Social Evolution, Economic Development and Culture
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Social Evolution, Economic Development and Culture

What it Means to Take Japan Seriously

Ronald Dore and D. Hugh Whittaker

Social Evolution, Economic Development and Culture brings together Ronald Dore’s key writings for the first time, making his work accessible across a wide range of social science disciplines. It produces a distinctive perspective with four interlinking themes – technology-driven social evolution, late development, culture and polemics. These are highly topical in the current context of rapid technological innovation and socio-economic change, globalization and accompanying policy choices.
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Chapter 14: Individualism: its growth and future*

Ronald Dore and D. Hugh Whittaker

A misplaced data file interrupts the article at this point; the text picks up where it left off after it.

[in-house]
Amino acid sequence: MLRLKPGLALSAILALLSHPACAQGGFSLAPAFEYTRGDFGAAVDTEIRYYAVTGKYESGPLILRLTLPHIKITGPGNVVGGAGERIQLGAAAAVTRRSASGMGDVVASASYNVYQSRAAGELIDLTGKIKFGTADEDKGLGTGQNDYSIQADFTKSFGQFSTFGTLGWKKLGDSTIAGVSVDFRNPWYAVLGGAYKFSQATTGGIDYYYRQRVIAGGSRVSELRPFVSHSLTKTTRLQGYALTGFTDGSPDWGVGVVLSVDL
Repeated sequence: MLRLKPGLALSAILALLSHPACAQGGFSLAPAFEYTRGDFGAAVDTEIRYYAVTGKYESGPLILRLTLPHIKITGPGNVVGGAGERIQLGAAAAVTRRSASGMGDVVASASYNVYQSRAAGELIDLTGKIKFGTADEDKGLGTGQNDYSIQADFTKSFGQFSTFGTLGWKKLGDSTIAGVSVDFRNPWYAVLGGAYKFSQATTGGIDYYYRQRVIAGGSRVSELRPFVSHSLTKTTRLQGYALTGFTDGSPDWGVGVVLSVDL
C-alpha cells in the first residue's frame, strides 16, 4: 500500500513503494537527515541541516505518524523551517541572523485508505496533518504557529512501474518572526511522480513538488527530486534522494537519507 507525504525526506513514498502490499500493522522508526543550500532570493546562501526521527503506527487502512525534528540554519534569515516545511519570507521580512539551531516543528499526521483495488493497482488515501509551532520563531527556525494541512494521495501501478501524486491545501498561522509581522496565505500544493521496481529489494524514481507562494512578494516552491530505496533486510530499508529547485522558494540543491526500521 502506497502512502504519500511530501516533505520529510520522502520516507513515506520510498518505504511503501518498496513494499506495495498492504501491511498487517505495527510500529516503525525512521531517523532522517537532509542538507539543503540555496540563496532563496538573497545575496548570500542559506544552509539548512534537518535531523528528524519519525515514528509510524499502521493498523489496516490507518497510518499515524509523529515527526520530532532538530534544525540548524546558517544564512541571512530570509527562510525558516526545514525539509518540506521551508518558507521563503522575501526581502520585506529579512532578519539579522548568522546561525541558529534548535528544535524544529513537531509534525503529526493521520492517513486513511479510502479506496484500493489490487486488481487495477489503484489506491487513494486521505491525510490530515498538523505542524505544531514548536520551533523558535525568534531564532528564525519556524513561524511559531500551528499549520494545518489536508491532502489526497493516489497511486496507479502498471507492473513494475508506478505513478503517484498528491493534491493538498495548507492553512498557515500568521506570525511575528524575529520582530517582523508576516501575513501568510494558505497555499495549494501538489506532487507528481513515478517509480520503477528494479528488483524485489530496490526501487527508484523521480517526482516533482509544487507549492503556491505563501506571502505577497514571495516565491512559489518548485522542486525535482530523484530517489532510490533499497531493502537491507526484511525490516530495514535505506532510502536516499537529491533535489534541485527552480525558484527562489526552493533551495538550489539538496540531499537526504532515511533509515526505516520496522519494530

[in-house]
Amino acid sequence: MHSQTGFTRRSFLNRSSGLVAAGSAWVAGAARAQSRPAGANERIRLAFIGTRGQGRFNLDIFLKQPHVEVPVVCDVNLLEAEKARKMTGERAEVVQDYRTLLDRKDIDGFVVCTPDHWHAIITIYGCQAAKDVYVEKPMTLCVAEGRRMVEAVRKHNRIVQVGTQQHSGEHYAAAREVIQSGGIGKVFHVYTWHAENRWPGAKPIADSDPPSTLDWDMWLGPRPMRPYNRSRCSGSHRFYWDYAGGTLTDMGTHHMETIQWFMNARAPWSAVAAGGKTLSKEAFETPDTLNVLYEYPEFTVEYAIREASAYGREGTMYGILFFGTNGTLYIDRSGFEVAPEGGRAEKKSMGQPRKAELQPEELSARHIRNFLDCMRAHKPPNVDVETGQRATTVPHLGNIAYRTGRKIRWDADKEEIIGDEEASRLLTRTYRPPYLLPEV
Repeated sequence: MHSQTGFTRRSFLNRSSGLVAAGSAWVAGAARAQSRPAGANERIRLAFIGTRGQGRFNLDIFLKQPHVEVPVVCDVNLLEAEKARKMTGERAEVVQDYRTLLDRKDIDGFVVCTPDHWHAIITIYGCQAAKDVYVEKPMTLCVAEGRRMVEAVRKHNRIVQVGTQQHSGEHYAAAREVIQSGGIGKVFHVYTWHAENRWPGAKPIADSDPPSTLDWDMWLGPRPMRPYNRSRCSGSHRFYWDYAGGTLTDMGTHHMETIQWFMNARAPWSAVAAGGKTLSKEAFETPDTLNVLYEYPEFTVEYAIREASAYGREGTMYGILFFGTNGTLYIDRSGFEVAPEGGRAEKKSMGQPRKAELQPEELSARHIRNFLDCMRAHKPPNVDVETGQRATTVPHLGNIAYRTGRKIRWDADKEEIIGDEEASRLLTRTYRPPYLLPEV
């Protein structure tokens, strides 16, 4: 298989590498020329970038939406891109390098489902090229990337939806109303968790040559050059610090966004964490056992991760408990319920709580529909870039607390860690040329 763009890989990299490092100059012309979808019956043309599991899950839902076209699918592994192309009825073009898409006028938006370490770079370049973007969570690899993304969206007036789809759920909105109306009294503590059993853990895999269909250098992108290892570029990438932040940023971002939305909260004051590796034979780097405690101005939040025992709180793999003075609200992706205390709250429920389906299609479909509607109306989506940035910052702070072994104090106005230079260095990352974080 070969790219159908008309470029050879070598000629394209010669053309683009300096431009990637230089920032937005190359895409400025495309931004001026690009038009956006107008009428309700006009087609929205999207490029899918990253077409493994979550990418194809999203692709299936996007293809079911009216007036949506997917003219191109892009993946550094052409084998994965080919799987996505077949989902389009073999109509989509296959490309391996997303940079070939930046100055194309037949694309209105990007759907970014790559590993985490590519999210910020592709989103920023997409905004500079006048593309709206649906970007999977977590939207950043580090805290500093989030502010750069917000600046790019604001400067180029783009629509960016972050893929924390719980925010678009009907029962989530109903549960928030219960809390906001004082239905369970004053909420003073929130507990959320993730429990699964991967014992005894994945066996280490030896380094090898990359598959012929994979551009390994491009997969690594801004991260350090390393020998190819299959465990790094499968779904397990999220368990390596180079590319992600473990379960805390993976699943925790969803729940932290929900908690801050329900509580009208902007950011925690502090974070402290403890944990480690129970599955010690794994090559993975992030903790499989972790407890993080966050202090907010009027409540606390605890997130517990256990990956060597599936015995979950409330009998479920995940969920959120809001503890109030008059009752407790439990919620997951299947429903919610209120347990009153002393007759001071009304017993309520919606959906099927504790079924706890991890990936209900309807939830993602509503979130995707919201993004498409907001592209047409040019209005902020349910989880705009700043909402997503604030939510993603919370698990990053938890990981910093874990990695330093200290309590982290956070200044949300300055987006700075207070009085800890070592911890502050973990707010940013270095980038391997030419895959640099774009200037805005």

In my last lecture I spoke of a market-as-second-best view typically held by British social democrats - the view that on most of [the issues discussed] the community option was in principle to be preferred to the individualistic one, but the price … - in bureaucracy and inefficiency - was just too high. I distinguished between that and what I called the Thatcherite position which is that on most of these issues the individualistic option is intrinsically preferable. THE ECONOMIC DETERMINISM STORY But the point I wish to make here is that on all the issues I have listed we do, in our modern societies, see ourselves as having real choices, often painful choices, between individualistic and collectivistic solutions. They are issues we can get passionate about, and they are issues on which elections can be won or lost. But there is a view that, although we may seem to have a free choice, the outcomes of all these debates are in fact determined; the level of individualism in a society, the level of self-seeking, emotional ungroupishness, self-reliance or antiauthoritarianism - to use the sub-categories of individualism which I introduced in my previous lecture - are in fact given by history. The argument is a little more specific than the general philosophical arguments for determinism and the nature of the illusion of free will. That argument is about sequential causation - the thesis that every event has a set of ascertainable causes preceding it in time. The historians’ argument about the...

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